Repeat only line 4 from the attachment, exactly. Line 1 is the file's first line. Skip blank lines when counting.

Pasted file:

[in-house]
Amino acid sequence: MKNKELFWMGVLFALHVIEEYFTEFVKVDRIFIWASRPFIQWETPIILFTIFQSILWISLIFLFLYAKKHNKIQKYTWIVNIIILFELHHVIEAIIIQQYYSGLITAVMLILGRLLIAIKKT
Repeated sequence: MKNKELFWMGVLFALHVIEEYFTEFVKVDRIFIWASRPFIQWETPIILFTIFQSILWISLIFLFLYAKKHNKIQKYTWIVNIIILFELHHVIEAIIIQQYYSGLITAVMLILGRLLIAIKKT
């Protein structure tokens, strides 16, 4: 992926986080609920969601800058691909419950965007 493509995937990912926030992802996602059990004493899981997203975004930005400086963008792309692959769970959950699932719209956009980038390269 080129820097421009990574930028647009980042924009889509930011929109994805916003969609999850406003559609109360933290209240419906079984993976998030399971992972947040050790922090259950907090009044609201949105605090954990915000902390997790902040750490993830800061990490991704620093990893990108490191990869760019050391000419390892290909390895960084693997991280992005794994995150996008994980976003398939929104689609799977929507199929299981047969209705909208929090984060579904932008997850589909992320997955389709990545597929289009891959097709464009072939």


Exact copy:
């Protein structure tokens, strides 16, 4: 992926986080609920969601800058691909419950965007 493509995937990912926030992802996602059990004493899981997203975004930005400086963008792309692959769970959950699932719209956009980038390269 080129820097421009990574930028647009980042924009889509930011929109994805916003969609999850406003559609109360933290209240419906079984993976998030399971992972947040050790922090259950907090009044609201949105605090954990915000902390997790902040750490993830800061990490991704620093990893990108490191990869760019050391000419390892290909390895960084693997991280992005794994995150996008994980976003398939929104689609799977929507199929299981047969209705909208929090984060579904932008997850589909992320997955389709990545597929289009891959097709464009072939």